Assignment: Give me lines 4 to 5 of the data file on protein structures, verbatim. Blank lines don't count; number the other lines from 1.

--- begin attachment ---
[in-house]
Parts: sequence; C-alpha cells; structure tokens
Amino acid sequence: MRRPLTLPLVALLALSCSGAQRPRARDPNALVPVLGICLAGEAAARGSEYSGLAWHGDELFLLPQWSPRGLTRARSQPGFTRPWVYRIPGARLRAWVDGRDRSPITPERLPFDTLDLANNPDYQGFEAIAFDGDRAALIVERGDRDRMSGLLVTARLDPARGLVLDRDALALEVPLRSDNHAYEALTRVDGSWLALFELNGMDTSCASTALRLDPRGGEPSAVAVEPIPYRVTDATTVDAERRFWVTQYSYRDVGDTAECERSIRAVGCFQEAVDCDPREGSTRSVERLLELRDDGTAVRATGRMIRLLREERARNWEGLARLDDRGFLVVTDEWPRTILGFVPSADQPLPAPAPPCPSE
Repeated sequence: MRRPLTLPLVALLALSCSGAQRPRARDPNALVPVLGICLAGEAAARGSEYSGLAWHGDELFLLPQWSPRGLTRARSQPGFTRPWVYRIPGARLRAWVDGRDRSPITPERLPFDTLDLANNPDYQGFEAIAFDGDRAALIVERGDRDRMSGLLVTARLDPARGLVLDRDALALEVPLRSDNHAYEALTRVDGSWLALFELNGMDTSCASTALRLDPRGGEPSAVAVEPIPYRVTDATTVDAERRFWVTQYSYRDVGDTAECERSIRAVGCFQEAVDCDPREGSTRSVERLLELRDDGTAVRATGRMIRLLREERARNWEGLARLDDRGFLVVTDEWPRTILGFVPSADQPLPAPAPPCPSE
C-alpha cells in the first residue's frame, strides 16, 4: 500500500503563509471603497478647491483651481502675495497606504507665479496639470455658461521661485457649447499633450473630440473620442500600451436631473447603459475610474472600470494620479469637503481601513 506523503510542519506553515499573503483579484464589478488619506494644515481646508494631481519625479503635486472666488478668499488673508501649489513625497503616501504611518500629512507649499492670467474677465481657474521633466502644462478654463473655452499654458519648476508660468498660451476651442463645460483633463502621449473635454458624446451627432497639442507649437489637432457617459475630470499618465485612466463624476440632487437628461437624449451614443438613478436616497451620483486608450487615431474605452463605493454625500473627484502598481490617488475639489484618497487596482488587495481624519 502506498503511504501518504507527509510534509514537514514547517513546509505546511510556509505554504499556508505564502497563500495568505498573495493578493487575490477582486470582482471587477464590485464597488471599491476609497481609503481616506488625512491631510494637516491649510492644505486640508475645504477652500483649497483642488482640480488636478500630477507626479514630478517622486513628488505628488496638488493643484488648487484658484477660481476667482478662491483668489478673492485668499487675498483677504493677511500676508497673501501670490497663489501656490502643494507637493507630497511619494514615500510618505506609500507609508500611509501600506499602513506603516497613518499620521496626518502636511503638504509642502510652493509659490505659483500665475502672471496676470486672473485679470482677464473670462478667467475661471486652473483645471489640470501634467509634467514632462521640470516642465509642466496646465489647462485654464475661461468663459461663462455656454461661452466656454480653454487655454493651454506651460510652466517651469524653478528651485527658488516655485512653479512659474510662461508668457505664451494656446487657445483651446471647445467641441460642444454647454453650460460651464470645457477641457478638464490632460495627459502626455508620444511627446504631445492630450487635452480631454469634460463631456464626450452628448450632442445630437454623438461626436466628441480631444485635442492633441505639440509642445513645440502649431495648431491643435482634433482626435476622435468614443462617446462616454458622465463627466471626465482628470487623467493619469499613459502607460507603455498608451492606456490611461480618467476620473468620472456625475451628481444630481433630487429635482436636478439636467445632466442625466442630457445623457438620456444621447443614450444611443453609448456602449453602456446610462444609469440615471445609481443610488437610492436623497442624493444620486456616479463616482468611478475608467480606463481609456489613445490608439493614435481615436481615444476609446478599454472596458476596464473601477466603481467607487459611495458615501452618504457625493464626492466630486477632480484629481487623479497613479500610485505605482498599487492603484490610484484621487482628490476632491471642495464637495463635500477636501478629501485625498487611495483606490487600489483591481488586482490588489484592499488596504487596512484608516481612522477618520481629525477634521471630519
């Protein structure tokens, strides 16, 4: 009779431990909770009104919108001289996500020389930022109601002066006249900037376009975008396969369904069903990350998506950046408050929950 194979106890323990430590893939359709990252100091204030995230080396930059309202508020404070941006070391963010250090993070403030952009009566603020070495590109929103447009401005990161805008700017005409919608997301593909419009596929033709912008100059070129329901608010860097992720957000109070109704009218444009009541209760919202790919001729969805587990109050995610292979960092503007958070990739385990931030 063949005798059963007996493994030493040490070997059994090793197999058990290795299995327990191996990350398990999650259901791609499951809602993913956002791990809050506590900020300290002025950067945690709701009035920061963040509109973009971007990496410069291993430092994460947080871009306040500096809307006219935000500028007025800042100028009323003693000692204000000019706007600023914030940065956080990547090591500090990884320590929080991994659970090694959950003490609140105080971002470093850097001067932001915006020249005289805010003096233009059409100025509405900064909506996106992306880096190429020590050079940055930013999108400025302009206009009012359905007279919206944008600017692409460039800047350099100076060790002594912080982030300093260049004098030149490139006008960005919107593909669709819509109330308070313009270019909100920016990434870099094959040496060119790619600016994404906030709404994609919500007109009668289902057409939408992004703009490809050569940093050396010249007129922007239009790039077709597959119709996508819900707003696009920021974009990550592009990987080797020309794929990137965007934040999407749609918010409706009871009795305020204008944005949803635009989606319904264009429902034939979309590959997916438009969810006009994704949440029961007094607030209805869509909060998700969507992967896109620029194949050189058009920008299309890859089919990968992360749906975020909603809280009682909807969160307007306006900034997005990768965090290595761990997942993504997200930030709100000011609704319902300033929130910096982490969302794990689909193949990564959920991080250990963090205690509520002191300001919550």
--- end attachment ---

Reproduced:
Repeated sequence: MRRPLTLPLVALLALSCSGAQRPRARDPNALVPVLGICLAGEAAARGSEYSGLAWHGDELFLLPQWSPRGLTRARSQPGFTRPWVYRIPGARLRAWVDGRDRSPITPERLPFDTLDLANNPDYQGFEAIAFDGDRAALIVERGDRDRMSGLLVTARLDPARGLVLDRDALALEVPLRSDNHAYEALTRVDGSWLALFELNGMDTSCASTALRLDPRGGEPSAVAVEPIPYRVTDATTVDAERRFWVTQYSYRDVGDTAECERSIRAVGCFQEAVDCDPREGSTRSVERLLELRDDGTAVRATGRMIRLLREERARNWEGLARLDDRGFLVVTDEWPRTILGFVPSADQPLPAPAPPCPSE
C-alpha cells in the first residue's frame, strides 16, 4: 500500500503563509471603497478647491483651481502675495497606504507665479496639470455658461521661485457649447499633450473630440473620442500600451436631473447603459475610474472600470494620479469637503481601513 506523503510542519506553515499573503483579484464589478488619506494644515481646508494631481519625479503635486472666488478668499488673508501649489513625497503616501504611518500629512507649499492670467474677465481657474521633466502644462478654463473655452499654458519648476508660468498660451476651442463645460483633463502621449473635454458624446451627432497639442507649437489637432457617459475630470499618465485612466463624476440632487437628461437624449451614443438613478436616497451620483486608450487615431474605452463605493454625500473627484502598481490617488475639489484618497487596482488587495481624519 502506498503511504501518504507527509510534509514537514514547517513546509505546511510556509505554504499556508505564502497563500495568505498573495493578493487575490477582486470582482471587477464590485464597488471599491476609497481609503481616506488625512491631510494637516491649510492644505486640508475645504477652500483649497483642488482640480488636478500630477507626479514630478517622486513628488505628488496638488493643484488648487484658484477660481476667482478662491483668489478673492485668499487675498483677504493677511500676508497673501501670490497663489501656490502643494507637493507630497511619494514615500510618505506609500507609508500611509501600506499602513506603516497613518499620521496626518502636511503638504509642502510652493509659490505659483500665475502672471496676470486672473485679470482677464473670462478667467475661471486652473483645471489640470501634467509634467514632462521640470516642465509642466496646465489647462485654464475661461468663459461663462455656454461661452466656454480653454487655454493651454506651460510652466517651469524653478528651485527658488516655485512653479512659474510662461508668457505664451494656446487657445483651446471647445467641441460642444454647454453650460460651464470645457477641457478638464490632460495627459502626455508620444511627446504631445492630450487635452480631454469634460463631456464626450452628448450632442445630437454623438461626436466628441480631444485635442492633441505639440509642445513645440502649431495648431491643435482634433482626435476622435468614443462617446462616454458622465463627466471626465482628470487623467493619469499613459502607460507603455498608451492606456490611461480618467476620473468620472456625475451628481444630481433630487429635482436636478439636467445632466442625466442630457445623457438620456444621447443614450444611443453609448456602449453602456446610462444609469440615471445609481443610488437610492436623497442624493444620486456616479463616482468611478475608467480606463481609456489613445490608439493614435481615436481615444476609446478599454472596458476596464473601477466603481467607487459611495458615501452618504457625493464626492466630486477632480484629481487623479497613479500610485505605482498599487492603484490610484484621487482628490476632491471642495464637495463635500477636501478629501485625498487611495483606490487600489483591481488586482490588489484592499488596504487596512484608516481612522477618520481629525477634521471630519